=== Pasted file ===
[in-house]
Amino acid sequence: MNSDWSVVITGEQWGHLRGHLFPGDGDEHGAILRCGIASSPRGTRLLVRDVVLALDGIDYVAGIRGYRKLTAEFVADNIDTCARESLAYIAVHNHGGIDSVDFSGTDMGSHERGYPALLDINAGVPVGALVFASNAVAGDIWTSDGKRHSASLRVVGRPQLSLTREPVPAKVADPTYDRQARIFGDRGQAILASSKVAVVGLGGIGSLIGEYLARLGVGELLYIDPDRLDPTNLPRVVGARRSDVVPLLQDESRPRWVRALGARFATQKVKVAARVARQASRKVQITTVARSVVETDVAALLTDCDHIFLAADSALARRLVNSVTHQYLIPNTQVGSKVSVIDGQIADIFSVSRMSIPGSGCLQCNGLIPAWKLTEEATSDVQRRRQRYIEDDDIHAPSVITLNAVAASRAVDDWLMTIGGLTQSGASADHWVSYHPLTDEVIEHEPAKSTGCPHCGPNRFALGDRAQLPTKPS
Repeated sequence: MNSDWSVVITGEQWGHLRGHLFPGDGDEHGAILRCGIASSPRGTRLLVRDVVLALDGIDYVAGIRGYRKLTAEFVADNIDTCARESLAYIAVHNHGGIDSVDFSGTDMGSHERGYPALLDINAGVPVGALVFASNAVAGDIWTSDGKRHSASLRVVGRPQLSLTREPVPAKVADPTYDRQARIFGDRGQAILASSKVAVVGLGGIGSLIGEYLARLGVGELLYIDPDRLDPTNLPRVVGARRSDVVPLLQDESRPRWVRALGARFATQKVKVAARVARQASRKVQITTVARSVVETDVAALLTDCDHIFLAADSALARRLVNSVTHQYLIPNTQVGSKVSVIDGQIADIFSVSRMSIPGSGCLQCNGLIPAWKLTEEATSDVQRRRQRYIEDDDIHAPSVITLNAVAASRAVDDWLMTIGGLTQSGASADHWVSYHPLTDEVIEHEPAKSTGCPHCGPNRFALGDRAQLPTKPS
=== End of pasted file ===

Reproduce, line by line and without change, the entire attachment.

[in-house]
Amino acid sequence: MNSDWSVVITGEQWGHLRGHLFPGDGDEHGAILRCGIASSPRGTRLLVRDVVLALDGIDYVAGIRGYRKLTAEFVADNIDTCARESLAYIAVHNHGGIDSVDFSGTDMGSHERGYPALLDINAGVPVGALVFASNAVAGDIWTSDGKRHSASLRVVGRPQLSLTREPVPAKVADPTYDRQARIFGDRGQAILASSKVAVVGLGGIGSLIGEYLARLGVGELLYIDPDRLDPTNLPRVVGARRSDVVPLLQDESRPRWVRALGARFATQKVKVAARVARQASRKVQITTVARSVVETDVAALLTDCDHIFLAADSALARRLVNSVTHQYLIPNTQVGSKVSVIDGQIADIFSVSRMSIPGSGCLQCNGLIPAWKLTEEATSDVQRRRQRYIEDDDIHAPSVITLNAVAASRAVDDWLMTIGGLTQSGASADHWVSYHPLTDEVIEHEPAKSTGCPHCGPNRFALGDRAQLPTKPS
Repeated sequence: MNSDWSVVITGEQWGHLRGHLFPGDGDEHGAILRCGIASSPRGTRLLVRDVVLALDGIDYVAGIRGYRKLTAEFVADNIDTCARESLAYIAVHNHGGIDSVDFSGTDMGSHERGYPALLDINAGVPVGALVFASNAVAGDIWTSDGKRHSASLRVVGRPQLSLTREPVPAKVADPTYDRQARIFGDRGQAILASSKVAVVGLGGIGSLIGEYLARLGVGELLYIDPDRLDPTNLPRVVGARRSDVVPLLQDESRPRWVRALGARFATQKVKVAARVARQASRKVQITTVARSVVETDVAALLTDCDHIFLAADSALARRLVNSVTHQYLIPNTQVGSKVSVIDGQIADIFSVSRMSIPGSGCLQCNGLIPAWKLTEEATSDVQRRRQRYIEDDDIHAPSVITLNAVAASRAVDDWLMTIGGLTQSGASADHWVSYHPLTDEVIEHEPAKSTGCPHCGPNRFALGDRAQLPTKPS